Editor’s Note: The GAO Mine Safety Report GAO-14-345, “Basis for Proposed Exposure Limit on Respirable Coal Mine Dust and Possible Approaches for Lowering Dust Levels,” found here, assesses MSHA’s decision to “not use NIOSH’s surveillance data as the basis for its proposed new coal mine dust limit…” and instead base their proposal on other available data. GAO’s assessment of the agency’s data selection decision indicates that their auditing standards are consistent with OIRA’s government-wide data quality requirements.

Below is are two excerpts from the GAO report.

Appropriately, MSHA did not use NIOSH’s surveillance data as the basis for its proposed new coal mine dust limit, although the data served to inform MSHA’s decision to take action.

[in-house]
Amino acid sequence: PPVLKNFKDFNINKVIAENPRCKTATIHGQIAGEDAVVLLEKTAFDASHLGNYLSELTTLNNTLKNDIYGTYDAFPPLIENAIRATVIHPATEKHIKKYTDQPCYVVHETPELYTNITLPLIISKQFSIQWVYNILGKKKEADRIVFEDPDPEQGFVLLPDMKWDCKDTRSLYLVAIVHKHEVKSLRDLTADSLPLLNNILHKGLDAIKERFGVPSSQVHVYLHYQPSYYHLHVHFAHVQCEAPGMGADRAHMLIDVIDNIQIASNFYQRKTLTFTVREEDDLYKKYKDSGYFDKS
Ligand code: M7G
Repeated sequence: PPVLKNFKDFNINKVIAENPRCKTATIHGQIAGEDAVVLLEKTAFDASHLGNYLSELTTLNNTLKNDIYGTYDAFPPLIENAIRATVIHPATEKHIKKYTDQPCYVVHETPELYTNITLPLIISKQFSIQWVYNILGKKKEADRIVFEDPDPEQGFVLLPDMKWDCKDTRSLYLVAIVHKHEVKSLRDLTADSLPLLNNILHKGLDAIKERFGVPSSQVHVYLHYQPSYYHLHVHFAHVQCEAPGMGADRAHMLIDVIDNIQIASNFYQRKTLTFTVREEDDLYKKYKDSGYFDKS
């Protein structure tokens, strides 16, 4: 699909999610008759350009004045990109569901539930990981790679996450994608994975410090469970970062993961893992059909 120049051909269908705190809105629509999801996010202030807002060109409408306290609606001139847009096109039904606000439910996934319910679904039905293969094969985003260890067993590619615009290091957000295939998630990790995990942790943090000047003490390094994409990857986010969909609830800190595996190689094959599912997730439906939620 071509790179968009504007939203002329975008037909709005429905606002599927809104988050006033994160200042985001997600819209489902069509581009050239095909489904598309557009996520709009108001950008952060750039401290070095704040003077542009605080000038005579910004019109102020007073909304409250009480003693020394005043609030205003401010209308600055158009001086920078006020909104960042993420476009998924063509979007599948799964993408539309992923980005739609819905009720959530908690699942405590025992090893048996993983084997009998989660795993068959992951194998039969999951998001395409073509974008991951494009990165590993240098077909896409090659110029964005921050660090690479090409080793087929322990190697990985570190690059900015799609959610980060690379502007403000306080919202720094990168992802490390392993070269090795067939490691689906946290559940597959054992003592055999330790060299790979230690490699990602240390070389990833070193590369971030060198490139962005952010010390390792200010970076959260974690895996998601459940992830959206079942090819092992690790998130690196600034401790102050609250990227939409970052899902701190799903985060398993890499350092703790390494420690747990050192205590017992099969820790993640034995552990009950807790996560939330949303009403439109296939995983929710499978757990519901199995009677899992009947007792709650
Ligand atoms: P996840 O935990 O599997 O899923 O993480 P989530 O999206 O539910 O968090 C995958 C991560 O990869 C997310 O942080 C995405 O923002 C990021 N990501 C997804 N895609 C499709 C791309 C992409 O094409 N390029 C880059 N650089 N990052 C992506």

It would not have been appropriate for MSHA to use NIOSH’s surveillance data in developing its proposed exposure limit for coal mine dust because of some important limitations of the data. For example, because the data do not include individual miners’ past exposures to coal mine dust, they cannot be used to estimate disease risk for individual miners. Based on principles of epidemiology and statistical modeling, measures of past exposures to coal mine dust are critical to assessing the relationship between miners’ cumulative coal mine dust exposure and their risk of developing CWP. Also, because there is no active selection of miners by researchers and participation in the surveillance program is voluntary, miners who choose to participate may differ in unknown ways from those who choose not to participate, which could result in an overestimation or underestimation of the prevalence of disease. This methodological limitation is known as participation bias, and there are many ways it could affect the prevalence of disease indicated by the surveillance data.